Salute to General Kael
In his review of Pauline Kael's latest collection of criticism ["Love Letters," January 5], Matt Zoller Seitz takes the opportunity to deliver a stirring defense of Ms. Kael.
But it's a defense that mostly involves marching out a lot of flags and huffily pummeling a few straw men. Like most champions of Ms. Kael, Mr. Seitz neglects (or avoids) the significant charges that have been laid against her.
He never addresses Peter Bogdanovich's devastating riposte to Raising Kane, Ms. Kael's book-length study of Citizen Kane (she never bothered to interview Orson Welles, for starters). Nor John Gregory Dunne's charges that she's dishonest and ignorant of how films are made (contrary to what she wrote, Jeremiah Johnson never gives the finger at the end of that film). Nor Renata Adler's pointed analysis of Ms. Kael's tastes in The New York Review of Books (Ms. Kael seems to have a kink for onscreen sexual violence especially when it's directed at women--no wonder she's been a fan of de Palma).
Yes, Pauline Kael has been our most provocative and persuasive film critic, championing neglected pop trash and deflating pompous snoozers. In effect, writing lengthy reviews in a literate but popular journal, reviews that are free-wheeling yet influential, she understandably became a wish-fulfillment for many younger critics. And Mr. Seitz is himself a dandy writer--too bad, by the way, that the Observer's much-needed arts coverage gets shoved behind Laura Miller's eternal pose as a tough gal doing a tough job in a tough town (doesn't her jaw ever hurt from all that jutting?).
But what's not needed is another recital of how Pauline tore the pants off ol' Bosley Crowthers (the Declaration of Independence for hip-kid critics, the ritual slaying of the Fuddy Dud). What's needed is an analysis that can accommodate this fiercely articulate and funny writer, this critic with a sharp nose for the fraudulent--with someone who could be fundamentally dishonest in her arguments.
But hey, an actual book review in the Observer--even if it was slugged "Film." We should be grateful. More, please.
Dallas Morning News
In response to Thad Beaumont's diatribe regarding your "offensive" publication [Letters, January 5], I can only say, "Thad, who was holding you at gunpoint and forcing you to read the Observer cover to cover?"
Thad Beaumont should look around a little. Dallas is a large, diverse city--as diverse as any city in the United States. Every city I've ever visited has a weekly publication similar to the Observer, and there's no reason Dallas should be any different. The Observer does an excellent job.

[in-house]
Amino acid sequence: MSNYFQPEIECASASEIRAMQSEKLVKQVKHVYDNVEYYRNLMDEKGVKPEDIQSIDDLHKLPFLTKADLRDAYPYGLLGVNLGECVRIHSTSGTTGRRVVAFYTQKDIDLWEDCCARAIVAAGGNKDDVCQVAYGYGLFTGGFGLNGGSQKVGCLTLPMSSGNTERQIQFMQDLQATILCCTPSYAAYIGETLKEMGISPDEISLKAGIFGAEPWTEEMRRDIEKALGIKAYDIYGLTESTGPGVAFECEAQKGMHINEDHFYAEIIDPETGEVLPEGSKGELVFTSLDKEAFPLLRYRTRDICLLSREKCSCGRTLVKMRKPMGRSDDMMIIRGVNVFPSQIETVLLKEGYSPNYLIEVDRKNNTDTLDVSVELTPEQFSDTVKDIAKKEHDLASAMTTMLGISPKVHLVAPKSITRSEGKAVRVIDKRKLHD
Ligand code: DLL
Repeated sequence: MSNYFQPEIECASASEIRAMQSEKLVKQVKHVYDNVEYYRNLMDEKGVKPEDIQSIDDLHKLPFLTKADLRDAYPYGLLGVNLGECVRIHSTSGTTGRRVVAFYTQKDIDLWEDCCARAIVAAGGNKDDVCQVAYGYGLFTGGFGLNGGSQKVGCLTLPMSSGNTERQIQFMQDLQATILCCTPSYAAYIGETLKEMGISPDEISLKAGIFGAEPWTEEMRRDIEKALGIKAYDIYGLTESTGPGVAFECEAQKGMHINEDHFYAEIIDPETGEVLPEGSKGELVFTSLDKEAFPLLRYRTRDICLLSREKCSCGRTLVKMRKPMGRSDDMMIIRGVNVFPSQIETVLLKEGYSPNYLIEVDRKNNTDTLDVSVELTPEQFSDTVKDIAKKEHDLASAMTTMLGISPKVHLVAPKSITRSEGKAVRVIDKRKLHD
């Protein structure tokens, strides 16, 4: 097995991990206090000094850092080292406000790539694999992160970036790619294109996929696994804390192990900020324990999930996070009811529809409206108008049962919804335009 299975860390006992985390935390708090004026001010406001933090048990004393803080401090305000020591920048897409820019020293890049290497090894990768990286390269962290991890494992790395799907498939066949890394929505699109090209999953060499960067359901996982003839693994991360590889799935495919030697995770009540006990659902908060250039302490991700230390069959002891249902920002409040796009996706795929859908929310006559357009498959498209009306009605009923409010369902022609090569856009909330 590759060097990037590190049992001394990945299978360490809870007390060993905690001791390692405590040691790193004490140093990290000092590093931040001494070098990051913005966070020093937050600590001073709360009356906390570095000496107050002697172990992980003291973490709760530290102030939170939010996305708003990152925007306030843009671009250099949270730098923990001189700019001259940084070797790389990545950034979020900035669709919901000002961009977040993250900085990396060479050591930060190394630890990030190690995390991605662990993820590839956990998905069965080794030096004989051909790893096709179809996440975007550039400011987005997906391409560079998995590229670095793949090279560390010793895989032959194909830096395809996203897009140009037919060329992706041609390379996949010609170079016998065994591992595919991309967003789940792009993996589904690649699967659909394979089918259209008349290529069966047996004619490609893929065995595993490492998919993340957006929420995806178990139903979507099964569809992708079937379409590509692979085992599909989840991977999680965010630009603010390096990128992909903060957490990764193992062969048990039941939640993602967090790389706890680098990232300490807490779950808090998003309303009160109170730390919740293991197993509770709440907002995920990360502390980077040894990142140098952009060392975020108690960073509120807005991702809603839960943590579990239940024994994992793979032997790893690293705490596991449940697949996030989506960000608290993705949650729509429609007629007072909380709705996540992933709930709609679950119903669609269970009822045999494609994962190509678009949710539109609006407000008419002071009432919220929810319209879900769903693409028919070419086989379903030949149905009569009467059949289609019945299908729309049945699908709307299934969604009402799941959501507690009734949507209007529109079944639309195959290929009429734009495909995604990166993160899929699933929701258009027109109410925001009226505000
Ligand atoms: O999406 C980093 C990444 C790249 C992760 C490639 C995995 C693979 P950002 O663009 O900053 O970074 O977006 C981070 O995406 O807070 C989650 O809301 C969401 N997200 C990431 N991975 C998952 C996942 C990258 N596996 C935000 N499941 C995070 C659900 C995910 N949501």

Dallas, like most cities, is made up of liberals as well as conservatives, gays as well as straights, Democrats as well as Republicans. If Mr. Beaumont is offended by articles such as the one about Kay Bailey Hutchison, he should stick to reading the Dallas Morning News.
There was a point in time, not that long ago, when Dallas had a reputation as the city of hate. We don't want those attitudes to come back. We need to learn to accept each other, like other big cities do. And as long as our only daily newspaper runs a consistently conservative viewpoint, we need the Observer for the rest of us. Please don't change a thing.
Prayer for a family
I want to thank you for the article you wrote about the Krasniqi family ["Tell Mama why you cry," November 17]. It is important that reporters tell these kinds of stories because this could happen to anyone! I feel so much sadness for the struggle and suffering of these people. It is so incredible that society allows the government to kidnap innocent children! We must demand immediate changes in the state agency (DHS). The practice of this agency to punish first and prove the case second is unconstitutional and inhuman, to say the least. I pray that God will bless the children and re-unite this family.
Mrs. Sami Leka
Brooklyn, New York
Get the ICYMI: Today's Top Stories Newsletter Our daily newsletter delivers quick clicks to keep you in the know
Catch up on the day's news and stay informed with our daily digest of the most popular news, music, food and arts stories in Dallas, delivered to your inbox Monday through Friday.